Drawings, figures, and sketches are common companions of traditional physics problems. Usually, teachers use them as supplements to the text of the problem. If the text can be understood without a sketch or a drawing, many teachers would see no reason to add it. On the other hand, some teachers like to use drawings (or photos) even when this is not necessary, mostly to make handouts more attractive for the students. But drawings (cartoons, art, photos) can play a more active, or proactive (or even provocative), role in physics problems. Here we present some new suggestions of how to use drawings (cartoons, art, etc.) in physics problems. The nontraditional problems in this paper use the new types of problems introduced in a recently published textbook.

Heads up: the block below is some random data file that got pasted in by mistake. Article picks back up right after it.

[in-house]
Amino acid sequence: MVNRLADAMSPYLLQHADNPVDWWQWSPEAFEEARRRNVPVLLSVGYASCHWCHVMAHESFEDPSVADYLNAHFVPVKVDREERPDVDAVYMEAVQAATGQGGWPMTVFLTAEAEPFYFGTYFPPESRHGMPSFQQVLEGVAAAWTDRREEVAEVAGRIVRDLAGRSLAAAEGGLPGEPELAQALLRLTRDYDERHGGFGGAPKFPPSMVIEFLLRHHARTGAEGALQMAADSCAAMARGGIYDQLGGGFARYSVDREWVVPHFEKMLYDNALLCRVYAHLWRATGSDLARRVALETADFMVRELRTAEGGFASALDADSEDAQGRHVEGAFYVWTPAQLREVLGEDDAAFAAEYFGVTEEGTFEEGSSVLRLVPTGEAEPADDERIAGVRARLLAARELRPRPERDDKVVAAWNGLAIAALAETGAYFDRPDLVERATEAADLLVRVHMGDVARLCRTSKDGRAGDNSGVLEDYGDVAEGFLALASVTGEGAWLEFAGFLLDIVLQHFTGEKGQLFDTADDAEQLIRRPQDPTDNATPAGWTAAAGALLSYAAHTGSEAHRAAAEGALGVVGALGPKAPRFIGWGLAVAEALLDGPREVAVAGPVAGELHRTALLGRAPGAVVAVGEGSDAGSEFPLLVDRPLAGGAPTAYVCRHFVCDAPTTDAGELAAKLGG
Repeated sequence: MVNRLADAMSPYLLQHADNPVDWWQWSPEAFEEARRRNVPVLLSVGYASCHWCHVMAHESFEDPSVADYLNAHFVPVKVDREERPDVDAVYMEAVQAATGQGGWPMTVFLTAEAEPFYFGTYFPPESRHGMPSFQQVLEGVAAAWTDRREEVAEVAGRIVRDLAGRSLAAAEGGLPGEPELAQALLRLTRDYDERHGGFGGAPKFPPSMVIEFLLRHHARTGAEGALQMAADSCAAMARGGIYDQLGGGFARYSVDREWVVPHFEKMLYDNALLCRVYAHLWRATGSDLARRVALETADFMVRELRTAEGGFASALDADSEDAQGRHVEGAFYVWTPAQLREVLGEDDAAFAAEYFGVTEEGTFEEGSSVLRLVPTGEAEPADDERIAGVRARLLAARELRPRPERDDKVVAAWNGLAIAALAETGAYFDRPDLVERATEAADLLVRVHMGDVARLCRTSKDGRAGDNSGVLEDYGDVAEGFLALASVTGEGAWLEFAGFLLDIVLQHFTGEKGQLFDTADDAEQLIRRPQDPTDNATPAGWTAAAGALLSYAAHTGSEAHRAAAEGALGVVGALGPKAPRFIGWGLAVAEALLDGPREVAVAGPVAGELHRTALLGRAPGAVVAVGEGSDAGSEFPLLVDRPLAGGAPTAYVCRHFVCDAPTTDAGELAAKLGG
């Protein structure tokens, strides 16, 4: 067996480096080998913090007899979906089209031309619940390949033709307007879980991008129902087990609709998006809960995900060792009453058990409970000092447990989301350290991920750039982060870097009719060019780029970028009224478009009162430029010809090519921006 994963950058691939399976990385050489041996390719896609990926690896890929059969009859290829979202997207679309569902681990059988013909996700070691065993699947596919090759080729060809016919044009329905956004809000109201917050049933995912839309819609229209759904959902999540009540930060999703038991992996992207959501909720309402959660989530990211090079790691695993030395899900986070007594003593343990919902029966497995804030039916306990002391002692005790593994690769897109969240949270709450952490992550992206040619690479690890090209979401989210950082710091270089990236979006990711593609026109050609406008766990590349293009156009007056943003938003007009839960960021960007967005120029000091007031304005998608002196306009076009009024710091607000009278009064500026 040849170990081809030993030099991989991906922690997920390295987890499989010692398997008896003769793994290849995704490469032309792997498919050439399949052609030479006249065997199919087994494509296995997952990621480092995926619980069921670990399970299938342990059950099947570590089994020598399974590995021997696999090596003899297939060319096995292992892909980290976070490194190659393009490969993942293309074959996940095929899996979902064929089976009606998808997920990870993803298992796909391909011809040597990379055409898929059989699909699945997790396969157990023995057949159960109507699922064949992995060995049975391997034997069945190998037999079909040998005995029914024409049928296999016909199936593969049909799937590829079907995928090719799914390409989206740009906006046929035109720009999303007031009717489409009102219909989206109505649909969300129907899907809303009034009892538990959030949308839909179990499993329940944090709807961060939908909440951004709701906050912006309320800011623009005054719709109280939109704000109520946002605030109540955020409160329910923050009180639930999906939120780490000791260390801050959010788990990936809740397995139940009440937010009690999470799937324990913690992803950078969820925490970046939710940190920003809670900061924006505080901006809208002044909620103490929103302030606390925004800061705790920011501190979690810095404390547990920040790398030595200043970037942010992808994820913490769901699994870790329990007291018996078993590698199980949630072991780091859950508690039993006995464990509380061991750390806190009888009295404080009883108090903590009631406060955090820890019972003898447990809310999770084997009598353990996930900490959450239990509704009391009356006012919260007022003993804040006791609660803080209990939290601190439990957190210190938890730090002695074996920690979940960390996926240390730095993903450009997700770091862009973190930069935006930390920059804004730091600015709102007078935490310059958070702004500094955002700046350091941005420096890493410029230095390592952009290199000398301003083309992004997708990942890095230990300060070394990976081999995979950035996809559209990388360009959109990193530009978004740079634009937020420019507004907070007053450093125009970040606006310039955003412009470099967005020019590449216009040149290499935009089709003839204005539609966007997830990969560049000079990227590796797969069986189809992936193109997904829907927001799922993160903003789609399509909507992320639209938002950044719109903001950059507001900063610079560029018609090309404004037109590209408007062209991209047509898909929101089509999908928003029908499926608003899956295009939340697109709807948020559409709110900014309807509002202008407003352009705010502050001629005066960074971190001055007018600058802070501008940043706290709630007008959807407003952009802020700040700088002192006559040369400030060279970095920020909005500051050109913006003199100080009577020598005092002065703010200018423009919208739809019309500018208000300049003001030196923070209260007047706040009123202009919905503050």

Van Heuvelen
College Physics
San Francisco
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